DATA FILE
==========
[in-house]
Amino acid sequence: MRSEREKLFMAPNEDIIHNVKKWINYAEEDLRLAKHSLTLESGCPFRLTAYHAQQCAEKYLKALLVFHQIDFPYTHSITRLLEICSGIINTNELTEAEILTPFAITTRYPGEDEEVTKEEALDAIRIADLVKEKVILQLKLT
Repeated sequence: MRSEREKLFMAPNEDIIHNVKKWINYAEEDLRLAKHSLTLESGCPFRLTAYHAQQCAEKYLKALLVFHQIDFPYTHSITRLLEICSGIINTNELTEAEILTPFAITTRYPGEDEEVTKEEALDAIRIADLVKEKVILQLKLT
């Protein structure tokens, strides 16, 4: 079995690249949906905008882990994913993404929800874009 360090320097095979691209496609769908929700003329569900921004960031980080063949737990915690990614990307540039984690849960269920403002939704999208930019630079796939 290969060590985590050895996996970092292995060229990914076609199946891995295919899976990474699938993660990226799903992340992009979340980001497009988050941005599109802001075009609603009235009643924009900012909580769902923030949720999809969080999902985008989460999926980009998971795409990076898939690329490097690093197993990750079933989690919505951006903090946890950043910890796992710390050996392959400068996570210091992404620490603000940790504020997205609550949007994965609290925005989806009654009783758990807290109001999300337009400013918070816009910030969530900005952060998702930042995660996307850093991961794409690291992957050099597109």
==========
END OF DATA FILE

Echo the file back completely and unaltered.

[in-house]
Amino acid sequence: MRSEREKLFMAPNEDIIHNVKKWINYAEEDLRLAKHSLTLESGCPFRLTAYHAQQCAEKYLKALLVFHQIDFPYTHSITRLLEICSGIINTNELTEAEILTPFAITTRYPGEDEEVTKEEALDAIRIADLVKEKVILQLKLT
Repeated sequence: MRSEREKLFMAPNEDIIHNVKKWINYAEEDLRLAKHSLTLESGCPFRLTAYHAQQCAEKYLKALLVFHQIDFPYTHSITRLLEICSGIINTNELTEAEILTPFAITTRYPGEDEEVTKEEALDAIRIADLVKEKVILQLKLT
């Protein structure tokens, strides 16, 4: 079995690249949906905008882990994913993404929800874009 360090320097095979691209496609769908929700003329569900921004960031980080063949737990915690990614990307540039984690849960269920403002939704999208930019630079796939 290969060590985590050895996996970092292995060229990914076609199946891995295919899976990474699938993660990226799903992340992009979340980001497009988050941005599109802001075009609603009235009643924009900012909580769902923030949720999809969080999902985008989460999926980009998971795409990076898939690329490097690093197993990750079933989690919505951006903090946890950043910890796992710390050996392959400068996570210091992404620490603000940790504020997205609550949007994965609290925005989806009654009783758990807290109001999300337009400013918070816009910030969530900005952060998702930042995660996307850093991961794409690291992957050099597109």